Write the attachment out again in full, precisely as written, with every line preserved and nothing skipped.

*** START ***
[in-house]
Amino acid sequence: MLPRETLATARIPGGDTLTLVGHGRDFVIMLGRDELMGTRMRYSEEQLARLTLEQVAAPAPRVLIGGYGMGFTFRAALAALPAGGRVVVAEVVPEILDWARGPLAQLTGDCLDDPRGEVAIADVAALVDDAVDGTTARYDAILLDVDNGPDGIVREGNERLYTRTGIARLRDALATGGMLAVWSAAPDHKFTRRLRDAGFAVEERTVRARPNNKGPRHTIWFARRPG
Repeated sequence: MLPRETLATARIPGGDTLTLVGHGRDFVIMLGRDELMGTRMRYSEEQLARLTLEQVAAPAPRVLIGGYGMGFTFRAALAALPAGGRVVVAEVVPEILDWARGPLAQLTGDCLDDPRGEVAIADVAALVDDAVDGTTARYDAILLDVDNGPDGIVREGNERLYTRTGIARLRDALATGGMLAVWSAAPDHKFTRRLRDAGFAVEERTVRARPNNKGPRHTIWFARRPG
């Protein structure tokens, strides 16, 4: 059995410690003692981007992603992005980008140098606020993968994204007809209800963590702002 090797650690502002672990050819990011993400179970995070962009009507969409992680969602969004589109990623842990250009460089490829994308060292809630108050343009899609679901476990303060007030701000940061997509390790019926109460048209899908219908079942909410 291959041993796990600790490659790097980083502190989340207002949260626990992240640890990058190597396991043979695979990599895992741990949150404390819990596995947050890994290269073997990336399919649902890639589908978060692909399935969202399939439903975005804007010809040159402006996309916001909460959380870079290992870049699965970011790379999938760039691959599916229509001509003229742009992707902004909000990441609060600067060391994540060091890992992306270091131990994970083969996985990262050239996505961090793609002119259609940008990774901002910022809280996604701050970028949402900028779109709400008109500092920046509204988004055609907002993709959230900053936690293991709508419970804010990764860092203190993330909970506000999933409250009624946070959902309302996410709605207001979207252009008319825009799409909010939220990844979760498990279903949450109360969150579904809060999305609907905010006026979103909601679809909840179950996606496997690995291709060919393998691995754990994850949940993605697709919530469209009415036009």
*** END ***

[in-house]
Amino acid sequence: MLPRETLATARIPGGDTLTLVGHGRDFVIMLGRDELMGTRMRYSEEQLARLTLEQVAAPAPRVLIGGYGMGFTFRAALAALPAGGRVVVAEVVPEILDWARGPLAQLTGDCLDDPRGEVAIADVAALVDDAVDGTTARYDAILLDVDNGPDGIVREGNERLYTRTGIARLRDALATGGMLAVWSAAPDHKFTRRLRDAGFAVEERTVRARPNNKGPRHTIWFARRPG
Repeated sequence: MLPRETLATARIPGGDTLTLVGHGRDFVIMLGRDELMGTRMRYSEEQLARLTLEQVAAPAPRVLIGGYGMGFTFRAALAALPAGGRVVVAEVVPEILDWARGPLAQLTGDCLDDPRGEVAIADVAALVDDAVDGTTARYDAILLDVDNGPDGIVREGNERLYTRTGIARLRDALATGGMLAVWSAAPDHKFTRRLRDAGFAVEERTVRARPNNKGPRHTIWFARRPG
């Protein structure tokens, strides 16, 4: 059995410690003692981007992603992005980008140098606020993968994204007809209800963590702002 090797650690502002672990050819990011993400179970995070962009009507969409992680969602969004589109990623842990250009460089490829994308060292809630108050343009899609679901476990303060007030701000940061997509390790019926109460048209899908219908079942909410 291959041993796990600790490659790097980083502190989340207002949260626990992240640890990058190597396991043979695979990599895992741990949150404390819990596995947050890994290269073997990336399919649902890639589908978060692909399935969202399939439903975005804007010809040159402006996309916001909460959380870079290992870049699965970011790379999938760039691959599916229509001509003229742009992707902004909000990441609060600067060391994540060091890992992306270091131990994970083969996985990262050239996505961090793609002119259609940008990774901002910022809280996604701050970028949402900028779109709400008109500092920046509204988004055609907002993709959230900053936690293991709508419970804010990764860092203190993330909970506000999933409250009624946070959902309302996410709605207001979207252009008319825009799409909010939220990844979760498990279903949450109360969150579904809060999305609907905010006026979103909601679809909840179950996606496997690995291709060919393998691995754990994850949940993605697709919530469209009415036009």